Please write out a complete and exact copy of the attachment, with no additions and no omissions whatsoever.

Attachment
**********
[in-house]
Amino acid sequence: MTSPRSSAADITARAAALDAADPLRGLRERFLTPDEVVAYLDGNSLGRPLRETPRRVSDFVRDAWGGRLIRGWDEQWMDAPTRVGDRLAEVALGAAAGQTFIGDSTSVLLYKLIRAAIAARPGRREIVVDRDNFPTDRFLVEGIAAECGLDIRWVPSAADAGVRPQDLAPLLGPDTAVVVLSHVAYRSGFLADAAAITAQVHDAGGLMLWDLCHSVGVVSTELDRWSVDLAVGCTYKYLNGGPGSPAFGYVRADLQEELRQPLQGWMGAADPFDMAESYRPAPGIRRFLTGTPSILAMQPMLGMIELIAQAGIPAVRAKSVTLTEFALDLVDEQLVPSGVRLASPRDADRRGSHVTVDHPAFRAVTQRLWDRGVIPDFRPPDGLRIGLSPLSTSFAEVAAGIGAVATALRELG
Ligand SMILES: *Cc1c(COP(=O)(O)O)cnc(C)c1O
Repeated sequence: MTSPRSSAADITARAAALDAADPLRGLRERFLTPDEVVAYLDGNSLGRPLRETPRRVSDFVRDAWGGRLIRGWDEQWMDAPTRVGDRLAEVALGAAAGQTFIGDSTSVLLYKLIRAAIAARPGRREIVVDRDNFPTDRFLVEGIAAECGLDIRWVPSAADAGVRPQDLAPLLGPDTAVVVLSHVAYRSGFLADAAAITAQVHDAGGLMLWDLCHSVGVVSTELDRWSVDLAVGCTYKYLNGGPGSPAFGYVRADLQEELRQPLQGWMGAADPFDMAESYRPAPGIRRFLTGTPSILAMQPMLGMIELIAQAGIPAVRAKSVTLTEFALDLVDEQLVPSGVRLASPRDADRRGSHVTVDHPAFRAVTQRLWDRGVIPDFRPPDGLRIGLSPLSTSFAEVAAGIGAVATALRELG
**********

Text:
[in-house]
Amino acid sequence: MTSPRSSAADITARAAALDAADPLRGLRERFLTPDEVVAYLDGNSLGRPLRETPRRVSDFVRDAWGGRLIRGWDEQWMDAPTRVGDRLAEVALGAAAGQTFIGDSTSVLLYKLIRAAIAARPGRREIVVDRDNFPTDRFLVEGIAAECGLDIRWVPSAADAGVRPQDLAPLLGPDTAVVVLSHVAYRSGFLADAAAITAQVHDAGGLMLWDLCHSVGVVSTELDRWSVDLAVGCTYKYLNGGPGSPAFGYVRADLQEELRQPLQGWMGAADPFDMAESYRPAPGIRRFLTGTPSILAMQPMLGMIELIAQAGIPAVRAKSVTLTEFALDLVDEQLVPSGVRLASPRDADRRGSHVTVDHPAFRAVTQRLWDRGVIPDFRPPDGLRIGLSPLSTSFAEVAAGIGAVATALRELG
Ligand SMILES: *Cc1c(COP(=O)(O)O)cnc(C)c1O
Repeated sequence: MTSPRSSAADITARAAALDAADPLRGLRERFLTPDEVVAYLDGNSLGRPLRETPRRVSDFVRDAWGGRLIRGWDEQWMDAPTRVGDRLAEVALGAAAGQTFIGDSTSVLLYKLIRAAIAARPGRREIVVDRDNFPTDRFLVEGIAAECGLDIRWVPSAADAGVRPQDLAPLLGPDTAVVVLSHVAYRSGFLADAAAITAQVHDAGGLMLWDLCHSVGVVSTELDRWSVDLAVGCTYKYLNGGPGSPAFGYVRADLQEELRQPLQGWMGAADPFDMAESYRPAPGIRRFLTGTPSILAMQPMLGMIELIAQAGIPAVRAKSVTLTEFALDLVDEQLVPSGVRLASPRDADRRGSHVTVDHPAFRAVTQRLWDRGVIPDFRPPDGLRIGLSPLSTSFAEVAAGIGAVATALRELG